Dun Your Time

The dun horse coloration is more than a dorsal stripe.

The dun horse coloration is more than a dorsal stripe.

A sorrel horse with the dun modifier is called a red dun. Journal photo

By Andrea Caudill in America’s Horse

The Przewalski (pronounced per-zih-vahl-skee) horse, the only true wild horse in existence, is found in Asia. Most of these horses, along with many ancient breeds, have primitive markings associated with the dun gene.

The color called “classic dun” is a golden tan color with black points, a black dorsal stripe and leg barring (stripes that run horizontally across the horse’s knees and or hocks).

The color recognized as dun is often confused with buckskin because the colors’ phenotypes appear very similar; many people differentiate the two by describing a dun as “a buckskin with a dorsal stripe.”

However, they are genetically different.

As explained in Cream of the Crop, buckskins are bay horses with a single dose of the cream dilution.

The dun gene is a dominant modifier and can appear on both black- and red-based horses. It affects the shade of the horse’s coat and adds the dun characteristics: a dorsal stripe, zebra stripes on the legs, striping over the withers, dark tips on the ears and darker coloration on the lower legs. These traits are a package deal – a dorsal stripe does not make a dun.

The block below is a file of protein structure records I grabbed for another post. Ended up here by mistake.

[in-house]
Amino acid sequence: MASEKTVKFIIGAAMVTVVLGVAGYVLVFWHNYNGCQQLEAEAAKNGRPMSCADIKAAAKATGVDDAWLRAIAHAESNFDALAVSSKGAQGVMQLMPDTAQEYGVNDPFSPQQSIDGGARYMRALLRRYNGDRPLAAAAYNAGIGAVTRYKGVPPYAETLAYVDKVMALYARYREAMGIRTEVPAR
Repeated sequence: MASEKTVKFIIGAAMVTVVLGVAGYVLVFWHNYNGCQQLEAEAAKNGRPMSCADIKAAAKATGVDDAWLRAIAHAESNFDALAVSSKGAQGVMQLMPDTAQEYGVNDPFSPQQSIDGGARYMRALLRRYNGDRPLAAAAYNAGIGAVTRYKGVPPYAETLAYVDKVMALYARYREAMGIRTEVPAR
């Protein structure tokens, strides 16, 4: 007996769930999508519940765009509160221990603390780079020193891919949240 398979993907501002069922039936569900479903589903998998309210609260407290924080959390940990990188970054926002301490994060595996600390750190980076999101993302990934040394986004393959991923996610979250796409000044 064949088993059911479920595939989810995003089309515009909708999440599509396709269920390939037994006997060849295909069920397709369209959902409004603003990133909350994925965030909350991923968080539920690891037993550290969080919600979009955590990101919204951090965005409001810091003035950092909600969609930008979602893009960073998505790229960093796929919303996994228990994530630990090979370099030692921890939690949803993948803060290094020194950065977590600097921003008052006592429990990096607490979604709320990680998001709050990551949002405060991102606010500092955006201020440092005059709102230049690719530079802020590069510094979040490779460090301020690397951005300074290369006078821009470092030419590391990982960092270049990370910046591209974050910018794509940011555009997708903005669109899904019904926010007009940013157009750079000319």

Though it sounds tough to identify all the traits associated with horse coat colors, you can make the picture clear with AQHA’s FREE Horse Color and Markings Chart. This valuable reference chart gives you more examples of all approved AQHA colors.

A sorrel horse that receives the dun modifier is called a red dun. This horse will appear in shades from pale red to light tan, but never has black points. Its mane and tail can range from cream to dark red. It will show some or all of the dun characteristics.

A bay horse with the dun modifier becomes the classic dun. Its body color ranges from very pale yellow to very dark.

A black horse with the dun modifier is known as a grullo (grew-yo). This color is a silvery, smoky or mousy color. Each of the hairs is the silvery color; it is not a mix of individually colored light and dark hairs. These horses will also have the dun characteristics.

It is possible for a horse to carry multiple genes, such as both the dun and cream dilution.

Color Fact:
The 1940 stallion Hollywood Gold, registered as a dun, was genetically a “dunalino” (dun plus palomino). Thus he passed on both the dun and cream genes to his offspring. His famous great-grandson, Hollywood Dun It, registered as a dun, was genetically a “dunskin” (dun plus buckskin).

Now that you know some of the genetics behind color, learn to identify each coat in person. Become a horse coat color expert with AQHA’s FREE Horse Color Chart. Read detailed descriptions and full-color examples of all 17 AQHA-recognized colors.

18 thoughts on “Dun Your Time”

  1. My late mare was what was called a liver chestnut. Sometimes she could be mistaken for a Bay. My question would be as to where her coloration fits in the scheme?

  2. Hi Nancy, I checked with Andrea Caudill, author of the AQHA Colors series, and here is what she had to say:

    Dear Nancy: